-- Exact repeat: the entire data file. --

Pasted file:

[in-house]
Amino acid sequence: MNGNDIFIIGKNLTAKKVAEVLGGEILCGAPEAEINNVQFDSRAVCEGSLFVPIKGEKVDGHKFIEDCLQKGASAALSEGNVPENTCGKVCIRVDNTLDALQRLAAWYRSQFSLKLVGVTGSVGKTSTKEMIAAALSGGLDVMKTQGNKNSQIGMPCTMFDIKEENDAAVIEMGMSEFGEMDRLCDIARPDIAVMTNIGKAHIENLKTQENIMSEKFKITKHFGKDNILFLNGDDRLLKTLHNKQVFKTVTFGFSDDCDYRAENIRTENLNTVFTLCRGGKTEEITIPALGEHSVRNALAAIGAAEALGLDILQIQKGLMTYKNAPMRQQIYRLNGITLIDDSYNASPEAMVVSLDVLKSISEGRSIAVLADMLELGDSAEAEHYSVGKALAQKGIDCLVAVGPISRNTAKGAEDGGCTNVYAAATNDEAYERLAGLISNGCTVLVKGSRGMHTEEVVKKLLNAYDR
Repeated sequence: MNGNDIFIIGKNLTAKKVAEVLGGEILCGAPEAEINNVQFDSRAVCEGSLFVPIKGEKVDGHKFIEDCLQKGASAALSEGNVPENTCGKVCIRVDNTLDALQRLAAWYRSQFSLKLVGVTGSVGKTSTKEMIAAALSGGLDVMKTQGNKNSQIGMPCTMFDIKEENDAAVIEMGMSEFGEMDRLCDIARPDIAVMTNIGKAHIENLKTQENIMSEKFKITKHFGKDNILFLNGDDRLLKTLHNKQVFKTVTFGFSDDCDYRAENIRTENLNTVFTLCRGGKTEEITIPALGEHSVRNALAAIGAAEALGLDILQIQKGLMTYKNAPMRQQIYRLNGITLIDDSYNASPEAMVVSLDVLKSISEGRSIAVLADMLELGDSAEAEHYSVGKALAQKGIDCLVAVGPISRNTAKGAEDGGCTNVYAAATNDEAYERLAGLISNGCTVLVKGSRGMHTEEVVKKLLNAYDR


[in-house]
Amino acid sequence: MNGNDIFIIGKNLTAKKVAEVLGGEILCGAPEAEINNVQFDSRAVCEGSLFVPIKGEKVDGHKFIEDCLQKGASAALSEGNVPENTCGKVCIRVDNTLDALQRLAAWYRSQFSLKLVGVTGSVGKTSTKEMIAAALSGGLDVMKTQGNKNSQIGMPCTMFDIKEENDAAVIEMGMSEFGEMDRLCDIARPDIAVMTNIGKAHIENLKTQENIMSEKFKITKHFGKDNILFLNGDDRLLKTLHNKQVFKTVTFGFSDDCDYRAENIRTENLNTVFTLCRGGKTEEITIPALGEHSVRNALAAIGAAEALGLDILQIQKGLMTYKNAPMRQQIYRLNGITLIDDSYNASPEAMVVSLDVLKSISEGRSIAVLADMLELGDSAEAEHYSVGKALAQKGIDCLVAVGPISRNTAKGAEDGGCTNVYAAATNDEAYERLAGLISNGCTVLVKGSRGMHTEEVVKKLLNAYDR
Repeated sequence: MNGNDIFIIGKNLTAKKVAEVLGGEILCGAPEAEINNVQFDSRAVCEGSLFVPIKGEKVDGHKFIEDCLQKGASAALSEGNVPENTCGKVCIRVDNTLDALQRLAAWYRSQFSLKLVGVTGSVGKTSTKEMIAAALSGGLDVMKTQGNKNSQIGMPCTMFDIKEENDAAVIEMGMSEFGEMDRLCDIARPDIAVMTNIGKAHIENLKTQENIMSEKFKITKHFGKDNILFLNGDDRLLKTLHNKQVFKTVTFGFSDDCDYRAENIRTENLNTVFTLCRGGKTEEITIPALGEHSVRNALAAIGAAEALGLDILQIQKGLMTYKNAPMRQQIYRLNGITLIDDSYNASPEAMVVSLDVLKSISEGRSIAVLADMLELGDSAEAEHYSVGKALAQKGIDCLVAVGPISRNTAKGAEDGGCTNVYAAATNDEAYERLAGLISNGCTVLVKGSRGMHTEEVVKKLLNAYDR